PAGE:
358 reputation
110
bio website stuartwoodward.com
location Yokosuka-shi, Japan
age 46
visits member for 2 years, 10 months
seen Mar 18 at 1:13
Englishman living and working in Japan since 1988

Jan
29
comment The meaning of ~のみ
I used to get coffee at the same shop every day and used to ask for "ミルクだけ。" when asked whether I wanted milk and sugar, the lady behind the counter always used to confirm, "ミルクのみ?". Thinking that I had missed something in understanding the difference, I started to say, "ミルクのみ。" to which she replied, "ミルクだけ?"...
Jan
29
comment In customer settings, is it ok to ask for keigo to be repeated in more “normal” Japanese?
Since you are a foreigner in this situation, I don't think there is a right or wrong. It is a situation not in the "rule book". You could ask for them to speak more simply and this would usually result in something more understandable for the beginner. Someone once told me, "If you have trouble understanding someone, it is likely that Japanese people have the same problem too." People with good communication skills can always get the message across.
Jan
29
comment What are common mistakes made by Japanese kombini employees speaking “manual keigo” (バイト敬語)
I think you have coined (no pun intended) an Oyaji-gag rather than pointed out a grammatical error.
Jan
12
comment Should I speak in the local dialect and/or accent of an area?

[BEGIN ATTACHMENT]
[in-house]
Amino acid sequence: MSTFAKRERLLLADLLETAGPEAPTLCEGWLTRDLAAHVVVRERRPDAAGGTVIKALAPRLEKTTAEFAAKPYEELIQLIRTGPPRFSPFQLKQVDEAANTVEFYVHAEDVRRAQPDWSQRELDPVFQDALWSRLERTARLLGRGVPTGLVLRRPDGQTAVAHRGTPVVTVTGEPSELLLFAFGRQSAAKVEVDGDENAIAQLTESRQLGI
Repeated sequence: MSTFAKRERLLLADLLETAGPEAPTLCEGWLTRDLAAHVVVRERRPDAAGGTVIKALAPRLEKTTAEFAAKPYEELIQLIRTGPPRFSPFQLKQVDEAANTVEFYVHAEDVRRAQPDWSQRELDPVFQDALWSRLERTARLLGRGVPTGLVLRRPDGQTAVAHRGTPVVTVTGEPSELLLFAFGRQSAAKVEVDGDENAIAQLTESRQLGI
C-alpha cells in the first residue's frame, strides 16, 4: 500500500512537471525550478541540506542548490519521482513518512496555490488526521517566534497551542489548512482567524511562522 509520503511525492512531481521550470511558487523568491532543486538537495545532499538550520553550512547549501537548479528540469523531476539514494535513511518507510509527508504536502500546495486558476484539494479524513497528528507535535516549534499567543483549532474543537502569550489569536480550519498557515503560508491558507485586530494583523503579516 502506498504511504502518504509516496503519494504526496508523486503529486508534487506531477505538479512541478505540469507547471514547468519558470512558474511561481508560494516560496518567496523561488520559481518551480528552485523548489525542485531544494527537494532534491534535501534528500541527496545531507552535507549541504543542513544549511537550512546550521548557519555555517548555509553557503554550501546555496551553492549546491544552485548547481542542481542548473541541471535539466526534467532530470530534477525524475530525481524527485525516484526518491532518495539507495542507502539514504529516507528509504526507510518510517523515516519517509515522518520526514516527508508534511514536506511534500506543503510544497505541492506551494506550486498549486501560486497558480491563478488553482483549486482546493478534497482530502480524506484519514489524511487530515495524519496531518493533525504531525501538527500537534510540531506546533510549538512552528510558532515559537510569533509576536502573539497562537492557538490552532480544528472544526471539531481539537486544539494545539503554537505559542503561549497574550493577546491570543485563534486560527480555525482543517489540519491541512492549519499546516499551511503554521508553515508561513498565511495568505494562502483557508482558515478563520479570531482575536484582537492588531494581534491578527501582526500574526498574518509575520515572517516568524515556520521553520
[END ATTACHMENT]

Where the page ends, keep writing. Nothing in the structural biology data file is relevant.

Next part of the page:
Yes. Actually there is the heavy Okinawa dialect of Japanese and also the Okinawa language ウチナグチ 沖縄口 which is very close to Japanese but sufficiently different to be incomprehensible. The Okinawan language supplies many local words to the dialect.
Jan
9
comment What to say after someone sneezes
"大丈夫?", "風邪引いたの?", "花粉症なの?" all are very feminine and would probably sound like you were paying too much attention to the other person if you were not in a close relationship with them.
Jan
1
comment Why is gaikokujin more politically correct than gaijin?
@sawa I would take it to mean food that is served at TGIF or similar Western Chain restaurants.
Jan
1
comment Since Japanese already had several words for rice why was “ライス” (raisu) borrowed from English?
Japanese has way more words for "landslide" than for "rice". Look them up sometime and meditate on them if you live at the top or the bottom of a slope.
Jan
1
comment Why is gaikokujin more politically correct than gaijin?
@sawa many foreigners use gaijin in causal way. i.e. "I need to eat some gaijin food tonight..". Said jokingly.
Jan
1
comment Why is gaikokujin more politically correct than gaijin?
Imagine if you gained Japanese Citizenship, you would no longer be a 外国人 but on first appearances you would still be a 外人 to most people. However, if your Japanese is so good, your Japanese friends may forget, and even comment, that you are not like a 外人 whether you are 外国人 or not.
Dec
17
comment Is there a form for “I have never heard of”?
Is this grammatical? 宮崎賢治は聞いたことがありません。
Dec
17
comment Why are there 3 ways of writing in Japanese?
I think a similar question could be, "Why are there two alphabets, lower and upper case, used for English? Why are Latin and Greek words incorporated into Enlglish when perfectly good English words to express the same concepts exist? Is there a logical reason behind this or just tradition?"
Jun
25
comment Where does なう on Twitter come from?
(I think this word stands out more to English speakers as it seems as if the announcer is going to start speaking in English. "Now,..")
Jun
23
comment What is the most natural way to refer to someone when you don't know their name and don't have a close relationship with them?
I name badge would have made things a long easier...